The gardening world is seeing a fascination with the miniature. Garden centers are reserving space for tiny benches, arbors, and bridges. Dwarf variety plants and small leaf ground covers are in demand. Some might see this as a “new trend” but if we look to the past we can begin to understand the present.

Small has been considered botanically beautiful since the 12th century when Japanese elite first began pruning trees to create the art of Bonsai. Cypress, willow, maple, and many other trees are coaxed into artful shapes. Strict guidelines of low-sided containers and muted colors are adhered to in order to showcase these refined specimens.

In China, the art of Penjing allows for a little more personal expression. Wild and exposed tree roots grow over rocks in brightly colored pot. These miniature landscapes allow the addition of figures, structures, and boats to compliment the scenery.

In the western world, Alpine gardening took hold in the Victorian era. Adventurous botanists and plant enthusiasts travelled the globe and scaled mountains in search for new plants. Alpines, small hearty plants that grow above the tree line, suddenly became fashionable for rock gardens. Trough gardens followed in its footsteps, which displayed these exquisite petite plants to its best advantage.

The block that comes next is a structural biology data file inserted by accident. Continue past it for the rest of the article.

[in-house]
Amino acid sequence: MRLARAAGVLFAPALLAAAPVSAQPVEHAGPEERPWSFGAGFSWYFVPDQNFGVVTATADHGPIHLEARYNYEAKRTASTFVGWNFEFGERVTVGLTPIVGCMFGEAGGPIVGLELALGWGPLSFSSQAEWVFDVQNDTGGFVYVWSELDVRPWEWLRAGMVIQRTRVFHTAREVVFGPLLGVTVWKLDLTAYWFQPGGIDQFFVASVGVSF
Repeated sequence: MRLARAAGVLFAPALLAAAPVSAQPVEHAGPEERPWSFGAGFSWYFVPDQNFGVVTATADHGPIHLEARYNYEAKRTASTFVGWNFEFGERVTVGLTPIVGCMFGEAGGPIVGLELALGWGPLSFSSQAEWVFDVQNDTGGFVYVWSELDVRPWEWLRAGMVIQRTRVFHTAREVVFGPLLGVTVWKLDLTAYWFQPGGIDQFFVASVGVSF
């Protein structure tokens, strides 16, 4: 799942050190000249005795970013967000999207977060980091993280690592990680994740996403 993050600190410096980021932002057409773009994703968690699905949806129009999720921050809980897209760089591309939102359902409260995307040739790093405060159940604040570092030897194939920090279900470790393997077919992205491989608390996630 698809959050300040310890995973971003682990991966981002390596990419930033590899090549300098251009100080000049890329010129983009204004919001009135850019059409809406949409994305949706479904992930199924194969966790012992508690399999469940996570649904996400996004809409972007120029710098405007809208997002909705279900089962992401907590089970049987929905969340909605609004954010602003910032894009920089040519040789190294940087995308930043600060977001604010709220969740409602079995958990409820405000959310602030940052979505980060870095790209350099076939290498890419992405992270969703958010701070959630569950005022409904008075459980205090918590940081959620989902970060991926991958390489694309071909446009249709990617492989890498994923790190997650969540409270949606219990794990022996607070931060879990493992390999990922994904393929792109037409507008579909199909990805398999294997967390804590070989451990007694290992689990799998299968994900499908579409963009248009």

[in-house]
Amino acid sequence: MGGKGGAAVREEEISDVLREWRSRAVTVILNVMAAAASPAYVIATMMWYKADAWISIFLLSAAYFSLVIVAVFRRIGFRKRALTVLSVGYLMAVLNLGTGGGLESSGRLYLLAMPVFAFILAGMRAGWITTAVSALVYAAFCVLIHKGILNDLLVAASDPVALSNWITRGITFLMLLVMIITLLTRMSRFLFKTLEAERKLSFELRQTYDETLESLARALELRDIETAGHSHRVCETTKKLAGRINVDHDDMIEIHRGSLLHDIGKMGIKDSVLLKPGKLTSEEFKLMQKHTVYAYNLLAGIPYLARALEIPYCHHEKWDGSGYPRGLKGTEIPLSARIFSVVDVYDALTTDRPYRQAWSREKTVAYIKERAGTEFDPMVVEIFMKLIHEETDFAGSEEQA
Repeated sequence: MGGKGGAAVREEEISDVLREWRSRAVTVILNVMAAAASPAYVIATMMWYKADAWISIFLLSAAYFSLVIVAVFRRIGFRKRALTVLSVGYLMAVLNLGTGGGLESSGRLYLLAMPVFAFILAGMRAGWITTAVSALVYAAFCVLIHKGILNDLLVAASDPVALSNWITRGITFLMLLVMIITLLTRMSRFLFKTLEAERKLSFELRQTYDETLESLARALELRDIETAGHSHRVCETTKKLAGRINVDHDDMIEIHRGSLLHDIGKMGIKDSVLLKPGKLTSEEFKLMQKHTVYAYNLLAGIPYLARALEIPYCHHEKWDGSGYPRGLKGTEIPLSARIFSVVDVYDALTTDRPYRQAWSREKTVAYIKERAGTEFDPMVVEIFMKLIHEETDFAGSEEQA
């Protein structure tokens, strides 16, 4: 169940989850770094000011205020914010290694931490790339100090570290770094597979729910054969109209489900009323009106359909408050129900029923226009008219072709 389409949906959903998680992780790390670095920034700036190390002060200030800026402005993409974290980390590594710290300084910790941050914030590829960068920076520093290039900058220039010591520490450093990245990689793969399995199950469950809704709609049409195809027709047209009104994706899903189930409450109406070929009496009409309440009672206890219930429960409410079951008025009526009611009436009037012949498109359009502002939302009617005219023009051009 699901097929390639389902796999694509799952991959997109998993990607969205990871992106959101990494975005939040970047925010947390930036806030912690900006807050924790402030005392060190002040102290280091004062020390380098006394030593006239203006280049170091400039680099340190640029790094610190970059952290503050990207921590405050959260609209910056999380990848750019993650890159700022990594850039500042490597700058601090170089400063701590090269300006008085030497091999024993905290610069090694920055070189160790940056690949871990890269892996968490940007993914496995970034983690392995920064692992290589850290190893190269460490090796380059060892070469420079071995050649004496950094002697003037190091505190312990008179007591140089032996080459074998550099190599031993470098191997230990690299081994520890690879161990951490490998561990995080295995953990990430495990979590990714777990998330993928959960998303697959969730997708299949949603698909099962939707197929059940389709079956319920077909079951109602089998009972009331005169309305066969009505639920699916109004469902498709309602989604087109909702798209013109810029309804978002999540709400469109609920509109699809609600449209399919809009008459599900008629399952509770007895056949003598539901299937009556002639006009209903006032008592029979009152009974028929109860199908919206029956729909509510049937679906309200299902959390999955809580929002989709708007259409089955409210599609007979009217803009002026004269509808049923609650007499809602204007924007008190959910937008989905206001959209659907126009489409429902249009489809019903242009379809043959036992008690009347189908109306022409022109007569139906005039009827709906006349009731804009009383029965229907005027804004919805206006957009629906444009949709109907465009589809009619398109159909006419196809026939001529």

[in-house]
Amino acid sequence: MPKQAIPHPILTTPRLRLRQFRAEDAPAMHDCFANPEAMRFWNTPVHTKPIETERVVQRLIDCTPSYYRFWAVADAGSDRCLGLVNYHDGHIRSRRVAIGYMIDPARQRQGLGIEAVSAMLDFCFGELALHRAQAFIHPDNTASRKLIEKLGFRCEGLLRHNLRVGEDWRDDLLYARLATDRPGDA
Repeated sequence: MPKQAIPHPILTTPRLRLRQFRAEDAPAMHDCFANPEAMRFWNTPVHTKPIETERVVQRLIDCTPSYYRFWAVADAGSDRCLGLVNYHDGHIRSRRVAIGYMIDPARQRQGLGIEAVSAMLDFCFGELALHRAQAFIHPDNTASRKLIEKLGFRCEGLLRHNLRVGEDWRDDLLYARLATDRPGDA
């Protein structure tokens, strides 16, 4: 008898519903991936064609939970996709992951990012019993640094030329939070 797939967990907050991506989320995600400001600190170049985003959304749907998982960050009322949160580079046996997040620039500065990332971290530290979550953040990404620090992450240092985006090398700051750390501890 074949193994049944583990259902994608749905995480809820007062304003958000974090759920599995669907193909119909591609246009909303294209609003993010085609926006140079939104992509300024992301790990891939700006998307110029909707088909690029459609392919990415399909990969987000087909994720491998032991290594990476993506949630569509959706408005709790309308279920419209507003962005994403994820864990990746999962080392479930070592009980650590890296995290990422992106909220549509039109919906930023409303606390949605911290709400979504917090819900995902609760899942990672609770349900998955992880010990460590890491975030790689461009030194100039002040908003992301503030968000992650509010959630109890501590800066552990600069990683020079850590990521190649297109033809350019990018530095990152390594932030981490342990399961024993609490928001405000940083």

In the 1950’s, Anne Ashberry, a nursery owner in Essex, England created the first known miniature gardens. Though her name has faded into obscurity, much like the dog eared pages of her books, she somehow instilled this love of the small into the collective consciousness of gardeners.

She originally began planting miniature gardens in troughs set on pedestals to enable handicapped and elderly people to continue gardening in comfort. She also gave these small gardens to people living in apartments or those with small balconies or courtyards.

Others blessed with health and mobility simply saw the charm in these small gardens. She planted mainly alpines and slow growing conifers but also constructed a formal rose garden in a 48” x 36” trough with ninety miniature roses, grouped in different varieties in each bed. Her gardens were adorned with walls, paths, bridges, and some statuary. Never over done, they were true miniature reflections of a well landscaped garden. Many of her creations were exhibited throughout England. Even Princess Elizabeth received one as a gift.

Hardly a new trend, the miniature garden is enjoying a revival, not a discovery. Though often dismissed by “serious” gardeners as too whimsical, perhaps they should reconsider. Gardening on a small scale requires the same landscape principles of placement and proportion, knowledge of plants, care and maintenance.

The beauty of a garden can be appreciated on any scale. But a diminutive landscape holds a special enchantment for those of us who garden in miniature.

Barbara McGraw works at Roger’s Gardens in Gallery Sales and is an avid miniature gardener.